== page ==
The research of Haidong Dong, M.D., Ph.D., is focused on cancer immunology and immunotherapy. The long-term goal of his laboratory is to understand the molecular and cellular regulatory mechanisms in tumor-immune cell interactions and translate basic research observations into effective cancer immunotherapies.
Dr. Dong's early work addressed the Hellstrom paradox — an enigma in tumor immunology — the coexistence of immune cells and growing tumors. He co-discovered B7-H1 (also named PD-L1) in 1998 and was the first to define a role of B7-H1 in cancer immune evasion and coined the concept of B7-H1 blockade therapy of cancer in 2002. This discovery provided an explanation for the Hellstrom paradox: Despite being surrounded by immune cells in tissues, tumor cells can escape the immune attack by using B7-H1 to dampen the function of immune cells.
Currently, the focus of Dr. Dong's research is on defining the molecular and cellular mechanisms of action of tumor-reactive T cell responses, and identifying cell intrinsic mechanisms responsible for tumor resistance to cytotoxic therapy or immunotherapy. This translational research is expected to deliver new biomarkers to predict and monitor patient responses to cancer immunotherapy, new therapeutic targets to overcome tumor resistance to immunotherapy, and new rational combined cancer therapy.
Dr. Dong's research is funded by the National Institutes of Health and Mayo Clinic.
- Defining the mechanisms of T cell responses to therapies in patients with advanced cancer. Naturally occurring (endogenous) anti-tumor immunity is present, but it is mostly invisible. Endogenous anti-tumor immunity not only prevents tumor cells from causing cancer but also influences the outcome of growing tumors in responses to various treatments. In most cases with progressive cancers, endogenous anti-tumor immune cells remain quiescent in spite of the persistent presence of tumor antigens that are recognized by immune cells. Dr. Dong's research group is addressing the therapeutic impact (surgery, radiation and chemotherapy) on the patient's own immune system, and seeking a way to promote and maintain a strong anti-tumor immunity in patients following conventional treatments.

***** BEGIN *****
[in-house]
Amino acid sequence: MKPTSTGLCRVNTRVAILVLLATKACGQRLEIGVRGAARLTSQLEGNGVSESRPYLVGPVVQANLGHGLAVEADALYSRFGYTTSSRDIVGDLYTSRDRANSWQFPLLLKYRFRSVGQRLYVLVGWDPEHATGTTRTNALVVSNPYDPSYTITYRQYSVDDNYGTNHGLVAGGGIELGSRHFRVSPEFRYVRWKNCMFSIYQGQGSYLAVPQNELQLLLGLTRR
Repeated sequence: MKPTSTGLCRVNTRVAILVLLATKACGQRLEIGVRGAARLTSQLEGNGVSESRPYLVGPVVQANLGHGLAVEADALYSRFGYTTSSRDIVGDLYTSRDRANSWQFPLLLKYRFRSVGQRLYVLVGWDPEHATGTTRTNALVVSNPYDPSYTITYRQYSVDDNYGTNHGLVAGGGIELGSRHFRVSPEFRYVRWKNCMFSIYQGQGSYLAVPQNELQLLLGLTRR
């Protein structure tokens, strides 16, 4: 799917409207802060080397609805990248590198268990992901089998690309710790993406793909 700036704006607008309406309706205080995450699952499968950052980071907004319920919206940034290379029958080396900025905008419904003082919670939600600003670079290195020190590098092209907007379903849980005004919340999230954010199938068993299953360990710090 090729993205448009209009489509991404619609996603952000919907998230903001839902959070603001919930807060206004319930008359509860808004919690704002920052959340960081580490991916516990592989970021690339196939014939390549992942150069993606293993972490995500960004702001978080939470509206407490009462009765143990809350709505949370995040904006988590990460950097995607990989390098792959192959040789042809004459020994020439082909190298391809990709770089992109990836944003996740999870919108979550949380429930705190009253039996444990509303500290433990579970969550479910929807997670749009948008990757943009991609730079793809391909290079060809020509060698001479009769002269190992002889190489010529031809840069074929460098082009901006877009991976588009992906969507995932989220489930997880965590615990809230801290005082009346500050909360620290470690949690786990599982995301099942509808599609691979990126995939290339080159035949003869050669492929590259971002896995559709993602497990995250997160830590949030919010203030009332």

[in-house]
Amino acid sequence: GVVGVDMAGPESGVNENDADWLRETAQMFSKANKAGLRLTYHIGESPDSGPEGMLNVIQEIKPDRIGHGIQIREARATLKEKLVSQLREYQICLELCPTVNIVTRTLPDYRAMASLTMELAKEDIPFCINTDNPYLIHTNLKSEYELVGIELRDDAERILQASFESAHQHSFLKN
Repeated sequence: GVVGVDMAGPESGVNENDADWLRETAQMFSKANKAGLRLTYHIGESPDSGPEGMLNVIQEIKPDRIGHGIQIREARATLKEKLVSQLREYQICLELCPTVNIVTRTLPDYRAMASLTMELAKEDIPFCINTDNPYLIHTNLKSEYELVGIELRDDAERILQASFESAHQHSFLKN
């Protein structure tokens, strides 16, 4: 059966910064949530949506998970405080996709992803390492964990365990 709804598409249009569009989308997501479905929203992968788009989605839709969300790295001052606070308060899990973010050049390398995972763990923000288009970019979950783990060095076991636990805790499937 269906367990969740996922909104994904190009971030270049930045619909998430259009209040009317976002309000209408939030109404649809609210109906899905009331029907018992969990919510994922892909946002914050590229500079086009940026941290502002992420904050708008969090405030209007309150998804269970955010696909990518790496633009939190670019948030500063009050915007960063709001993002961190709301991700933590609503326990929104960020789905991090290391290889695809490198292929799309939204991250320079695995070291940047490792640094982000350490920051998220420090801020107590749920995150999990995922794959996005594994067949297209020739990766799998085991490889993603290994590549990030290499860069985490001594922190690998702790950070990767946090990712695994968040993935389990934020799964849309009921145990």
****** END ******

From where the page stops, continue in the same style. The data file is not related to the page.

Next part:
- Identifying biomarkers for cancer immunotherapy. Immune checkpoint therapy with PD-1 or PD-L1 (B7-H1) blockade has emerged as an effective therapy for many advanced cancers. Only a small fraction of patients, however, achieve durable responses. Major challenges remain, such as how to identify these responsive patients and how to monitor tumor-reactive T cells during immunotherapy. To address these questions, researchers in Dr. Dong's group are defining the physiological and pathological mechanisms of regulating endogenous anti-tumor immune responses. They are also developing methods to monitor the degree to which immune checkpoint blockade contributes to restoring or enhancing anti-tumor immunity.
- Identifying new mechanisms responsible for cancer resistance to cytotoxic therapy. Development of resistance to therapy is a hallmark feature of human cancer. Since most cancer treatment induces cell death in cancer cells (cytotoxic therapy), cancer cells gradually and adaptively gain mechanism to survive under cytotoxic therapy. Traditionally, the emergence of chemoresistance and immunoresistance are considered as parallel and unrelated events. However, recent studies indicate that the overexpression of some immune checkpoint molecules (B7-H1/PD-L1) not only negatively influences anti-tumor immunity but also renders tumor cells resistant to chemotherapeutic agents. Dr. Dong and his team are dissecting the mechanism by which B7-H1 governs tumor chemoresistance and developing new rational combined therapies to overcome drug resistance in cancers.
Significance to patient care
Efforts by Dr. Dong and his team are directed toward developing strategies for improving tumor immunotherapy and blunting tumor resistance to cytotoxic therapies, such as immunotherapy, chemotherapy and radiotherapy. While their research is largely centered on tumors of the kidney, bladder, prostate and breast, as well as on melanoma, the impact of their investigations extends to leukemia and solid malignancies in general.